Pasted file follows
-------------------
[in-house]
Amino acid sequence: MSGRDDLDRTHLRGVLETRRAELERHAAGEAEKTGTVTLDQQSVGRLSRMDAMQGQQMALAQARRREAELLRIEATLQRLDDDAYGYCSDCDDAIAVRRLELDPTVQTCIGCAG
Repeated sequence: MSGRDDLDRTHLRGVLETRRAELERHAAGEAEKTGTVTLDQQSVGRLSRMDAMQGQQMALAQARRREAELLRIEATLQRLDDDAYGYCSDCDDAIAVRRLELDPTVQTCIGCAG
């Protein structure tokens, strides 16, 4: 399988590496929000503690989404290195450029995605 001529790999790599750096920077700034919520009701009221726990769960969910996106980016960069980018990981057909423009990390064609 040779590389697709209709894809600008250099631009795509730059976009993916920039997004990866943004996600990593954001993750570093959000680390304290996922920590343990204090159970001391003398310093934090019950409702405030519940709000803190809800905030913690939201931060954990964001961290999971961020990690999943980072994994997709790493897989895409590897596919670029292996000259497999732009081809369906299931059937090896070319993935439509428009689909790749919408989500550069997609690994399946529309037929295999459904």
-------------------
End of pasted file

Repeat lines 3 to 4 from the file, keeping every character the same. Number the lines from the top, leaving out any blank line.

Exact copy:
Repeated sequence: MSGRDDLDRTHLRGVLETRRAELERHAAGEAEKTGTVTLDQQSVGRLSRMDAMQGQQMALAQARRREAELLRIEATLQRLDDDAYGYCSDCDDAIAVRRLELDPTVQTCIGCAG
């Protein structure tokens, strides 16, 4: 399988590496929000503690989404290195450029995605 001529790999790599750096920077700034919520009701009221726990769960969910996106980016960069980018990981057909423009990390064609 040779590389697709209709894809600008250099631009795509730059976009993916920039997004990866943004996600990593954001993750570093959000680390304290996922920590343990204090159970001391003398310093934090019950409702405030519940709000803190809800905030913690939201931060954990964001961290999971961020990690999943980072994994997709790493897989895409590897596919670029292996000259497999732009081809369906299931059937090896070319993935439509428009689909790749919408989500550069997609690994399946529309037929295999459904």